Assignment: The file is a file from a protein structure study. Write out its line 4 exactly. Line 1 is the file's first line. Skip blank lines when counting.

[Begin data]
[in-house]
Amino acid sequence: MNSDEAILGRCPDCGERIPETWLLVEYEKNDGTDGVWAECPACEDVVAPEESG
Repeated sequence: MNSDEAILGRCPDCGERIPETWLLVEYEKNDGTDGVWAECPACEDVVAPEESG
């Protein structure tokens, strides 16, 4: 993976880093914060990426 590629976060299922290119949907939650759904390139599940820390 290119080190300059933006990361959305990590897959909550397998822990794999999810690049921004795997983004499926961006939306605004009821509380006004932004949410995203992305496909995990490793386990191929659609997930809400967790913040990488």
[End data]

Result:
């Protein structure tokens, strides 16, 4: 993976880093914060990426 590629976060299922290119949907939650759904390139599940820390 290119080190300059933006990361959305990590897959909550397998822990794999999810690049921004795997983004499926961006939306605004009821509380006004932004949410995203992305496909995990490793386990191929659609997930809400967790913040990488």